Bone mineral content is not reduced despite low vitamin D status in breast milk-fed infants versus cow's milk based formula-fed infants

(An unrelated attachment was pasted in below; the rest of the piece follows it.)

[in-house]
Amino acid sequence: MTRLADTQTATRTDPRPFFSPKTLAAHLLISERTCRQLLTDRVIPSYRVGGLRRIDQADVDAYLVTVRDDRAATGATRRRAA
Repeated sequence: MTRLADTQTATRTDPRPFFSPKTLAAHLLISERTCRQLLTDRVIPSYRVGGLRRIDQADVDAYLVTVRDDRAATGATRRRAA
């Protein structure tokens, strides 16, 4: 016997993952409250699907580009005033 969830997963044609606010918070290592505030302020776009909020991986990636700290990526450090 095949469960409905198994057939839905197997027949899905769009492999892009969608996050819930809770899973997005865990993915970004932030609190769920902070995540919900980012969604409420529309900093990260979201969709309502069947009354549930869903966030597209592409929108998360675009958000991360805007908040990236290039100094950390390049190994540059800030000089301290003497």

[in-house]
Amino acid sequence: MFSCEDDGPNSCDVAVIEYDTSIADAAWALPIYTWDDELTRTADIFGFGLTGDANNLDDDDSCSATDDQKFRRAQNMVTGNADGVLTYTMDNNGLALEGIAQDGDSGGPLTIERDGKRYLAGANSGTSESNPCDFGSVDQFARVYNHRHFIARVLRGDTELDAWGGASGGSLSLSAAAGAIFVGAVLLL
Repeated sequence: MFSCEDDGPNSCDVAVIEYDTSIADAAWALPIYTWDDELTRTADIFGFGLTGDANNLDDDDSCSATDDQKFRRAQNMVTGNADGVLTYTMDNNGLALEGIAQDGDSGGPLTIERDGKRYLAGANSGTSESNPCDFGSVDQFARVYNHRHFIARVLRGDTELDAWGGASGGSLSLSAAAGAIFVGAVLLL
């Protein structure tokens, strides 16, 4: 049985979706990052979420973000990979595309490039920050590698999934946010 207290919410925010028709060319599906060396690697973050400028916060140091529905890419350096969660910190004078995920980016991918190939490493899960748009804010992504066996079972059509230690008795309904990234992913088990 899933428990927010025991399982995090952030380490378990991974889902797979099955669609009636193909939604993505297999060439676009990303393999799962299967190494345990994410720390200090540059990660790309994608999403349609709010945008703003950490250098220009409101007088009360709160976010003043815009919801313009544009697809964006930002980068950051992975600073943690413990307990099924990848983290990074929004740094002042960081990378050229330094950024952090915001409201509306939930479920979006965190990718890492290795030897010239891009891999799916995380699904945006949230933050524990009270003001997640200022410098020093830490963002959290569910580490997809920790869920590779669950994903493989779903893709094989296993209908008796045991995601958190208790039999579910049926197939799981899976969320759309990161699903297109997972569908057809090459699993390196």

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The effect of low or borderline vitamin D status on bone mineralization of exclusively breast milk-fed infants has not been studied. The low vitamin D status of Korean breast milk-fed infants may theoretically have adverse effects on bone mineralization. Assuming that bone mineral content (BMC) relates in part to vitamin D status, we hypothesized that serum 25-hydroxyvitamin D (25-OHD) concentration and BMC would be low, and serum osteocalcin concentration high, reflecting active bone turnover, in breast milk- versus formula-fed infants born in the winter. Eighteen breast milk- and 17 formula-fed infants were recruited at ages 2 to 5 months. The BMC of the lumbar1-4 spine region was measured by using dual energy x-ray absorptiometry. The BMC and serum osteocalcin levels were similar for both groups. The serum 25-OHD level was significantly lower in breast milk- than formula-fed infants; 44% of the breast milk group versus 6% of the formula group had serum 25-OHD levels less than 28 nmol/L (11 ng/ml), the lower limit of normal. The BMC did not correlate with the serum 25-OHD level. Thus BMC and serum osteocalcin levels in 2- to 5-month-old infants were not different by type of feeding, despite low vitamin D status in breast milk-fed infants. We speculate that adequate mineral absorption occurs during this period from a predominantly (vitamin D independent) passive transport mechanism. (J Pediatr 1998;132:641-5).

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